Done properly, saying “I’m sorry” is a beautiful thing. It does, after all, take courage to admit that you had a negative influence on someone else. But if you spew apologies too profusely when they aren’t really warranted, you actually can corrode how well people think of you.
Here are a few cases when saying “I’m sorry” isn’t called for:
1. You need authority.
Women are often guilty of this one, but it often happens to new hires or those with less experience in their careers, as well. You may say “I’m sorry” as a quick preface or interjection when you are asserting yourself or expressing your opinion, simply because you don’t yet feel qualified or equal to the others in the room.
This can make it even harder to get fair treatment, because others subconsciously accept that, based on your own cue, you’re not ready to play at the top. As long as you do it politely and have your facts straight, be assertive and claim your right to speak.
2. You don’t feel remorse.
Some people say they are sorry after an offence simply because others demand it as a result of social norms. But if you apologize without really feeling regret or before you grasp how the other individual was offended or hurt, you’ll come off as an insincere phoney no one can trust. A late, heartfelt apology offered with real sincerity is always better than a hurried, hollow one said only because others say you must.
3. You’re not the real offender.
It happens all the time–decent people purposely taking the fall for things others have done to protect them or the company image. In the worst situations, others might even pressure you to apologize and take the hit. But sooner or later, the truth always comes out, and integrity means being willing to put blame where it truly belongs even when it is difficult.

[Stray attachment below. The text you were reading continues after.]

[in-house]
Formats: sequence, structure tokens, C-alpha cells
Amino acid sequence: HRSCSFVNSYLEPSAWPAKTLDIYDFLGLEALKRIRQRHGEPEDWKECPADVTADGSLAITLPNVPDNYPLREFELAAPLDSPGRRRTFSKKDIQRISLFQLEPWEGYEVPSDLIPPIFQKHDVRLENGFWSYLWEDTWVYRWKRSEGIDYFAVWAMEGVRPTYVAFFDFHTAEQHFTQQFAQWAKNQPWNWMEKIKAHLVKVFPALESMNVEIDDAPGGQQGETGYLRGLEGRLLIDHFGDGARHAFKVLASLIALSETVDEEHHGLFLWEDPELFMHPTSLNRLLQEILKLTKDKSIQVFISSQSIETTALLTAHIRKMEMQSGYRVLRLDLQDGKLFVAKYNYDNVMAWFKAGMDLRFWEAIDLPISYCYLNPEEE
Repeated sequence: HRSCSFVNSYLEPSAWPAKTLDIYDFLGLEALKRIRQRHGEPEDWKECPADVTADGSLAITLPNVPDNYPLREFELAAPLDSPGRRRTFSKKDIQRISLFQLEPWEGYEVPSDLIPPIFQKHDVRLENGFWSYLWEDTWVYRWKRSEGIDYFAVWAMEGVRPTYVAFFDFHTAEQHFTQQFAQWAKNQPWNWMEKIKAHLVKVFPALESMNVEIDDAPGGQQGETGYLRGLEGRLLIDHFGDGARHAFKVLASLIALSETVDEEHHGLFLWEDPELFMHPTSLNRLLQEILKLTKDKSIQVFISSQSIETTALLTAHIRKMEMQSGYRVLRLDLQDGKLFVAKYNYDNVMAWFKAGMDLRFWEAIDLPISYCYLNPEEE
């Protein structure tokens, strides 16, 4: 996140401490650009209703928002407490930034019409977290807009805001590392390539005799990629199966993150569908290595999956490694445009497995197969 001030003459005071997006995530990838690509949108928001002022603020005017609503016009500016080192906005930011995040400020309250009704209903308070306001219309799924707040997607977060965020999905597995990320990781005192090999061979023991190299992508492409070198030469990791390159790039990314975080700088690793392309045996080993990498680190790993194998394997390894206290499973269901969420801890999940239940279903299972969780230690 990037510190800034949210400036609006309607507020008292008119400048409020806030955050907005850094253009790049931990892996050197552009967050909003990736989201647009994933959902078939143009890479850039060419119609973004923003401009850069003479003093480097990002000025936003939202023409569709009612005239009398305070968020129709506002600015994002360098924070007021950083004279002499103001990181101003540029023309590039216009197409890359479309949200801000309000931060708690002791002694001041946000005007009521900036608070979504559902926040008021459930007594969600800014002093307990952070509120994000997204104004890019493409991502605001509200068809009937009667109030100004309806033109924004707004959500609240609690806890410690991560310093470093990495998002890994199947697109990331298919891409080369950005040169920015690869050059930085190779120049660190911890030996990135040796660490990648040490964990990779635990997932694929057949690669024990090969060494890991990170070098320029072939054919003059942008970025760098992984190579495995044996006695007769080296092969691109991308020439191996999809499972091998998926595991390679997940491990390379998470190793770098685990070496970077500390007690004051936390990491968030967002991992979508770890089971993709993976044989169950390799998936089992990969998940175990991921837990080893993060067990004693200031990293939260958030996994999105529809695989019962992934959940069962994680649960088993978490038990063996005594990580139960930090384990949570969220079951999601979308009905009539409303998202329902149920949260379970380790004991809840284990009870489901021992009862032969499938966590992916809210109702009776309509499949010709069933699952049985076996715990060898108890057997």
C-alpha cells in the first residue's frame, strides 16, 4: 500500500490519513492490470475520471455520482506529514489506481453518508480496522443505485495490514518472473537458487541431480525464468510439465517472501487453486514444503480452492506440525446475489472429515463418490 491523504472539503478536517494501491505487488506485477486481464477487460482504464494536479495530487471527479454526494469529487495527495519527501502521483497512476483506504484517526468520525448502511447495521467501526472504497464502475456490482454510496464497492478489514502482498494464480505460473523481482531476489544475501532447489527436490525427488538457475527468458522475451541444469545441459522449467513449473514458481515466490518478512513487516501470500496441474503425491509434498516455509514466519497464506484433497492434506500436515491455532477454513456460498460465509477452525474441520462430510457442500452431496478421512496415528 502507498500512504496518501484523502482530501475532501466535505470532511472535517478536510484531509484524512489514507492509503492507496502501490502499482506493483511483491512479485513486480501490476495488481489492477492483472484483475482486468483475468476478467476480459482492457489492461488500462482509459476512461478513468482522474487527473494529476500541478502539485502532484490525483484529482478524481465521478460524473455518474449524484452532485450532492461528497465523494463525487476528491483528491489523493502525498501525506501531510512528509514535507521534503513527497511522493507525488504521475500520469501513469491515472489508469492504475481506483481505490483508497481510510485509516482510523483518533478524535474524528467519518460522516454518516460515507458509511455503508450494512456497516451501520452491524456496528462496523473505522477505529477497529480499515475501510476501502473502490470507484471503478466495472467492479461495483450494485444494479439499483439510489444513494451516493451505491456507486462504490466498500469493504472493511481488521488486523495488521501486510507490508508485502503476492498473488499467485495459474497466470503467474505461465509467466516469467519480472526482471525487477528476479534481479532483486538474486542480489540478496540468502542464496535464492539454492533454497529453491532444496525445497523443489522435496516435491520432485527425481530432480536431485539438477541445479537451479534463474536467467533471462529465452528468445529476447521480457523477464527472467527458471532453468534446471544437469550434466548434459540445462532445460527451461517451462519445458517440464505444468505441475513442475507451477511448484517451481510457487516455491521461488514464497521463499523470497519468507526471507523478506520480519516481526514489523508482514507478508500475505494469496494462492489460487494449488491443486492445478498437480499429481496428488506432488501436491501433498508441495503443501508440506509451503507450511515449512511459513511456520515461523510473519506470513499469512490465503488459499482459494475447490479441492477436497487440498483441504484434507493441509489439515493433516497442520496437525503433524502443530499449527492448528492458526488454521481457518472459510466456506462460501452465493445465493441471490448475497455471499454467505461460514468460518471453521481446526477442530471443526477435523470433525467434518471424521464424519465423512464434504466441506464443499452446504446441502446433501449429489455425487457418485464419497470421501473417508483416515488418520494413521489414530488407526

4. You’re beliefs are conflicted.
Just because someone wants you to apologize doesn’t always mean you’ve done something wrong. It can just mean that you’ve done something that someone else doesn’t agree with. For example, if your religious beliefs say you should give thanks for your meal and someone is offended by your practice, you should not feel like you have to compromise your faith to make the situation right.
Acknowledge their views with courtesy, but hold firm to your personal values, doing your best to share, learn and build the relationship in the process.
5. It was just a simple, everyday accident.
Whether you bump into someone or spill your coffee on your teammate’s new suit, “accident apologies” are simply an attempt to acknowledge that you made an honest, human mistake.
You can do this well without the “sorry” that gives an impression of submissiveness. Instead of “sorry,” acknowledge the reality of what happened, such as “Oh, I was just going way too fast!”, or “I was trying to do this when I was too tired to focus.” Then follow up with an offer to right the wrong, such as “Can I pay for your dry cleaning to get the stain out?” or “Let me rearrange my next few calendar items and I’ll make sure to have the numbers corrected for you in an hour.”
Sometimes, a nice gesture (e.g., holding the door for someone you bumped into) is an appropriate alternative.
You should use an apology when…
Apologies are always appropriate when your intentional actions have caused emotional or physical harm to someone else and you recognize that that damage shouldn’t have happened. This means that you offer the apology not to manipulate (e.g., to pacify), but because you have grown and have fine-tuned your ethics through some tough inner work overtime. Even if the growth takes years to complete, the apology still should be given if it will bring you peace to express the regret–genuine apologies have no expiration date.
The big thing to remember is that, if you restrict your apologies only to when this genuine growth is happening, they better retain their value–they do not become a cheap, dime-a-dozen event that others numb themselves to. It’s the evidence of your development that people look for most as a signal you’re worth trusting again, so take it seriously and don’t fake it.
culled from: inc.com